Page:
In a rare husband-wife moment (you know, those brief intervals between putting the kids to bed and doing the dishes before you can get yourself to bed), my hubby and I were talking about our son. Until recently, we have never used the word "disabled" to describe our sweet little boy. We've used terms such as "delayed" and "special needs". The word "disabled" evokes such negative images that we simply do not associate with our boy. But, the fact remains, disabled is what he is. At 3.5 years of age, he does not eat, he can not dress himself and he is unable to walk. These physical limitations most definitely impact the experiences of his day to day life, and ours as well.
This increased sensitivity to my son's physical challenges is most likely sparked by the ease with which my younger daughter is hitting her milestones. She started crawling last month; first a few tentative rocking movements, then full on reciprocal crawling within days. My son was almost 2 before he started to crawl. In watching her development, I better understand how my son's physical limitations have impacted his development. And, this makes me sad. He struggles. His body doesn't move with ease; he must make a conscious effort to turn his waist, or sit with his legs crossed in front of him, or out to the side. We are constantly reminding him, cueing him, to put his body in certain positions in order to facilitate overall body awareness and strength so that, one day, he will be able to walk. But, my daughter just does it. Her body naturally gets into these positions, and I am awed. I think "My, she's precocious."...but really, she's just typical. And that's when it became clear to me that my son is disabled.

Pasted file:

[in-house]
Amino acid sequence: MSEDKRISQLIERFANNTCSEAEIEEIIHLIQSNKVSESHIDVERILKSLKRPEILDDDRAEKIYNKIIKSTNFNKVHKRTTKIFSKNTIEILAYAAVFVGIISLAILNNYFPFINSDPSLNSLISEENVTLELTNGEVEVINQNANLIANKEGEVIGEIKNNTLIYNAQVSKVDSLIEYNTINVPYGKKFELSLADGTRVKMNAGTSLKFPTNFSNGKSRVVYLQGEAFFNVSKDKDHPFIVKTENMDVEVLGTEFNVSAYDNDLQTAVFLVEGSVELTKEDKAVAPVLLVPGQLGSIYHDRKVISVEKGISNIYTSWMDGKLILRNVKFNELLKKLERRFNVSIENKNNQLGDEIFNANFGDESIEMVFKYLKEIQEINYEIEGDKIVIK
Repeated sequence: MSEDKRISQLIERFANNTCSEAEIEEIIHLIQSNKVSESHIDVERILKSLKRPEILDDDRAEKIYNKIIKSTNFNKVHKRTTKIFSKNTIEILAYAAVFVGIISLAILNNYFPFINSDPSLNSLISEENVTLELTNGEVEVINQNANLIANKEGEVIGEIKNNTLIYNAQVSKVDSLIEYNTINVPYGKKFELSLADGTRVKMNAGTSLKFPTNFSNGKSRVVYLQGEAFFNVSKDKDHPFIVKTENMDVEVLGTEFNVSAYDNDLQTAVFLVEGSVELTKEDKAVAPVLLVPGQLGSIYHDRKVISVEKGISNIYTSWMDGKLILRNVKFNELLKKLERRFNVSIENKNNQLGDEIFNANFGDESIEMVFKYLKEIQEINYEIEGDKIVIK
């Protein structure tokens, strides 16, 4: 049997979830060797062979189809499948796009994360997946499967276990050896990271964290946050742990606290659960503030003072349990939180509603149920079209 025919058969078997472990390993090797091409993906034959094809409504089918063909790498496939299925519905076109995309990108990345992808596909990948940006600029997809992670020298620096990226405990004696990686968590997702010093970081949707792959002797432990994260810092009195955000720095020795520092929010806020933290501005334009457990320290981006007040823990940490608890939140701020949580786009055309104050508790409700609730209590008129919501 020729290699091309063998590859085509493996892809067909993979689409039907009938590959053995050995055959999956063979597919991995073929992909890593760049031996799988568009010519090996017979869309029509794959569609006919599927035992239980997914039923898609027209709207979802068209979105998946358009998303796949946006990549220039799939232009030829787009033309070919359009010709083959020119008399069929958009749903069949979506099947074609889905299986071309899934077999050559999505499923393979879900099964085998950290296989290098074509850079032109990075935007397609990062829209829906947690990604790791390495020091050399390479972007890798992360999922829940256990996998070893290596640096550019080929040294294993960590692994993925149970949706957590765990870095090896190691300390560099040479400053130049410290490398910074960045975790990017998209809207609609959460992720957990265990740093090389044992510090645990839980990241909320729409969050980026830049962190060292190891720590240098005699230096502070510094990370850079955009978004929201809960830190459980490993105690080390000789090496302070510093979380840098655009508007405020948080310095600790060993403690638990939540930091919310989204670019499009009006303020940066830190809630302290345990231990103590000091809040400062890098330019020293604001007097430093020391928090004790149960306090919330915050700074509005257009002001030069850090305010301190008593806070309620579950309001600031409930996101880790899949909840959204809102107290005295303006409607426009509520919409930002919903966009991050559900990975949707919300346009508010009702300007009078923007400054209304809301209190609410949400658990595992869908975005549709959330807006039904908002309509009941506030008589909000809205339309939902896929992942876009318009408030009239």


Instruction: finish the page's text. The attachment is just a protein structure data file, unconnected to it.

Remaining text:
And being able to say this actually makes it easier to accept him for who he is. It's really a flaw in my own thinking, I suppose. When I think of "delay", I think of something solveable, something that can be fixed. My son doesn't need fixing. But, he does need to learn how to live with his physical challenges in a way that allows him to participate fully in the world around him. Sure, he'll continue to get PT, OT and Speech, as well as feeding therapy (because, let's face it, eating is one of the great joys of life) so that he might lead a more typical life....but he will never be "typical". His traumatic start has guaranteed him a life full of "atypicalness".